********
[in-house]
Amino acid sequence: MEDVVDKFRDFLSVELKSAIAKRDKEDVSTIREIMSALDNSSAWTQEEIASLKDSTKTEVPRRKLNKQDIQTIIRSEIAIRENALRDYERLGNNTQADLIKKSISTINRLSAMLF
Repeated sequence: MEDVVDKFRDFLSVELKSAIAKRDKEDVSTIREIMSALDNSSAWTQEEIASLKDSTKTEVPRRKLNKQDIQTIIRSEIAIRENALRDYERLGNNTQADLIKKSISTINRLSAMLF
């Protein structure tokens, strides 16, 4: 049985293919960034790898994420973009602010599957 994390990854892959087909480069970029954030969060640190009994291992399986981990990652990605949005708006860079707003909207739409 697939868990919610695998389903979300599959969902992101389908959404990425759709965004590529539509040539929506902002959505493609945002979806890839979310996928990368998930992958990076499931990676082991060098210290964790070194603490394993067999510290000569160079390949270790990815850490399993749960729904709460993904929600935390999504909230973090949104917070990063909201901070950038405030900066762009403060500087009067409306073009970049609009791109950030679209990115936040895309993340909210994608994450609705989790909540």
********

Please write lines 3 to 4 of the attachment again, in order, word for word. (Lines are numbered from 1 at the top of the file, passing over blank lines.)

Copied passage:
Repeated sequence: MEDVVDKFRDFLSVELKSAIAKRDKEDVSTIREIMSALDNSSAWTQEEIASLKDSTKTEVPRRKLNKQDIQTIIRSEIAIRENALRDYERLGNNTQADLIKKSISTINRLSAMLF
């Protein structure tokens, strides 16, 4: 049985293919960034790898994420973009602010599957 994390990854892959087909480069970029954030969060640190009994291992399986981990990652990605949005708006860079707003909207739409 697939868990919610695998389903979300599959969902992101389908959404990425759709965004590529539509040539929506902002959505493609945002979806890839979310996928990368998930992958990076499931990676082991060098210290964790070194603490394993067999510290000569160079390949270790990815850490399993749960729904709460993904929600935390999504909230973090949104917070990063909201901070950038405030900066762009403060500087009067409306073009970049609009791109950030679209990115936040895309993340909210994608994450609705989790909540």